Disclaimer: These articles and procedures are examples of how and what can be done. These all assume the use of proper tools and the M535i SIG and I take no reponsiblity for any incorrect information posted on this page. If you are not comfortable in undertaking any automotive repair, take your car to a qualified BMW mechanic. Otherwise use this information at your own risk. Like the copyright says any duplication of this information with out the explicit permission of the M535i Special Interest Group & Registry is prohibited. If you run into any specific problems please email me through the link at the bottom of the page and I will try to assist you as best I can. If you have suggestions for improvements or corrections to procedures or other relative information please email them to me through the link at the bottom of the page.
1. Disconnect harness connector from coil. Connect multimeter between terminal 15 (+) in connector and ground. (Terminal 15 is the farthest right when the connector has the two tabs on the top)
2. Turn on ignition and check for battery voltage. If not present, check wire between terminal 15 and ignition switch.Testing coil primary resistance.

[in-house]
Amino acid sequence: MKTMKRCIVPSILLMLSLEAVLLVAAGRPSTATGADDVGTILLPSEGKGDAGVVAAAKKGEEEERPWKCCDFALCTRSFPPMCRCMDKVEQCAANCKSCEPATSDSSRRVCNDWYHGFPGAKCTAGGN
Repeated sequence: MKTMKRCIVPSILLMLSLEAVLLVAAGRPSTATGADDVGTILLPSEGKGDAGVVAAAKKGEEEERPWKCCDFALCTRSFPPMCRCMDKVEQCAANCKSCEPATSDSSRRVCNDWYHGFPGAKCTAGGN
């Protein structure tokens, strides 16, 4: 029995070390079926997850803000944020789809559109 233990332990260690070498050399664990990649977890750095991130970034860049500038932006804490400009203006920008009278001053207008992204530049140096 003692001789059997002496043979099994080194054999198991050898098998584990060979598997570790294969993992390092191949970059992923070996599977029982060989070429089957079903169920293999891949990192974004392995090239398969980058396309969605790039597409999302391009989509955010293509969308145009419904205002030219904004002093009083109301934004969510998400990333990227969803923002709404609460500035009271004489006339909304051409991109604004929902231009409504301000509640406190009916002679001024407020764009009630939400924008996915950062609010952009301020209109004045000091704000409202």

(Caution: wiring to terminal 15 is not fuse protected, use care when testing circuit)
Use a multimeter to test coil primary resistance at coil terminals: 1(-) and 15(+) - 0.4 - 0.8 ohms. Terminal 1 is the farthest on the left of you look at the harness connector, thus the farthest left on the coil itself. The best way is to inspect the coil and coil housing for hairline cracks or leaking casting material. A leaky ignition coil may indicate a faulty engine control module. Check ECM before installing new coil. Also, common sense: Try removing the plugs and inspecting for difference between them. A poor firing plug may be wet with fuel and/or black and sooty, but not always. If a coil is not operating, the engine management system will electrically disable the fuel injector to that cylinder. The key is to look for differences between cylinders.Written by Rob Anderson '01
A clunking in the front suspension, can be a couple of things. First I would think that it would be the upper strut bearings. The way to check this is to find a bump on a secluded road and have a friend drive the car very slowly over the bump with the hood open and your hand on the upper strut bearing. If you feel the clunk in your hand then it is most likely either the upper strut bearing or the shock. The next thing to look at is whether the bearing is deforming or the strut is moving and the bearing is not. If the rubber of the bearing is deforming then you have a seized strut. If the strut moves and the bearing does not deform then I would suggest replacing the bearing. The clunking can also be caused by very badly worn ball joints, but I doubt that if you have no shimmy problems.Written by Rob Anderson '01